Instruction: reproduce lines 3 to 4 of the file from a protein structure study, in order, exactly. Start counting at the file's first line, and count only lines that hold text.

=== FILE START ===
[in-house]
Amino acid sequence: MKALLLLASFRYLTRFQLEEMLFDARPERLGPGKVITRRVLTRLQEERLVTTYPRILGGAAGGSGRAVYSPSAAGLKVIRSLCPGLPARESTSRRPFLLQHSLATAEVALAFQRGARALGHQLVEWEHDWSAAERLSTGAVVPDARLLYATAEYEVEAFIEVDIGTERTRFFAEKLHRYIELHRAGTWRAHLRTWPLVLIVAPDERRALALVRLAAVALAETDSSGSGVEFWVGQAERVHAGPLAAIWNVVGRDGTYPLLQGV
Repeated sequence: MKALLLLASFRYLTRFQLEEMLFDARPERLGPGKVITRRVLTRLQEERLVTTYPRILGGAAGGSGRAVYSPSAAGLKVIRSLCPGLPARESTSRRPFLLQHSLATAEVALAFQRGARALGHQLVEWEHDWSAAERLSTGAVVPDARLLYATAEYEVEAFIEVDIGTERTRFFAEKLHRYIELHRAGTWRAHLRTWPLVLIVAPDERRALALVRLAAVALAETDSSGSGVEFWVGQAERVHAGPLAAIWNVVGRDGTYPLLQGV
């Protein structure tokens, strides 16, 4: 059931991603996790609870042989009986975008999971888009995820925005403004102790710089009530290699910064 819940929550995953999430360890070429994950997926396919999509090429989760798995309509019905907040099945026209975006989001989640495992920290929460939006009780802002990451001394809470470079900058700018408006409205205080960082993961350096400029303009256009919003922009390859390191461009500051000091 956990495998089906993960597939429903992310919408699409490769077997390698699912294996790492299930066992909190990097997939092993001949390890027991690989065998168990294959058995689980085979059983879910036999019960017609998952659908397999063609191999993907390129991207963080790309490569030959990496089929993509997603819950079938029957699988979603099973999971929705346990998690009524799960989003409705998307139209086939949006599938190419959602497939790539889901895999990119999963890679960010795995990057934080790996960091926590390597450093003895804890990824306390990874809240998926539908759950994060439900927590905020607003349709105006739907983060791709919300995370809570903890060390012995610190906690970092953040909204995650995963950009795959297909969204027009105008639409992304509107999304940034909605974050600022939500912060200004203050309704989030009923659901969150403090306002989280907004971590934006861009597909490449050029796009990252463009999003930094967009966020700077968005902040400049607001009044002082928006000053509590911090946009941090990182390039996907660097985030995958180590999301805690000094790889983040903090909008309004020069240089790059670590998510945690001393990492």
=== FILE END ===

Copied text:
Repeated sequence: MKALLLLASFRYLTRFQLEEMLFDARPERLGPGKVITRRVLTRLQEERLVTTYPRILGGAAGGSGRAVYSPSAAGLKVIRSLCPGLPARESTSRRPFLLQHSLATAEVALAFQRGARALGHQLVEWEHDWSAAERLSTGAVVPDARLLYATAEYEVEAFIEVDIGTERTRFFAEKLHRYIELHRAGTWRAHLRTWPLVLIVAPDERRALALVRLAAVALAETDSSGSGVEFWVGQAERVHAGPLAAIWNVVGRDGTYPLLQGV
């Protein structure tokens, strides 16, 4: 059931991603996790609870042989009986975008999971888009995820925005403004102790710089009530290699910064 819940929550995953999430360890070429994950997926396919999509090429989760798995309509019905907040099945026209975006989001989640495992920290929460939006009780802002990451001394809470470079900058700018408006409205205080960082993961350096400029303009256009919003922009390859390191461009500051000091 956990495998089906993960597939429903992310919408699409490769077997390698699912294996790492299930066992909190990097997939092993001949390890027991690989065998168990294959058995689980085979059983879910036999019960017609998952659908397999063609191999993907390129991207963080790309490569030959990496089929993509997603819950079938029957699988979603099973999971929705346990998690009524799960989003409705998307139209086939949006599938190419959602497939790539889901895999990119999963890679960010795995990057934080790996960091926590390597450093003895804890990824306390990874809240998926539908759950994060439900927590905020607003349709105006739907983060791709919300995370809570903890060390012995610190906690970092953040909204995650995963950009795959297909969204027009105008639409992304509107999304940034909605974050600022939500912060200004203050309704989030009923659901969150403090306002989280907004971590934006861009597909490449050029796009990252463009999003930094967009966020700077968005902040400049607001009044002082928006000053509590911090946009941090990182390039996907660097985030995958180590999301805690000094790889983040903090909008309004020069240089790059670590998510945690001393990492």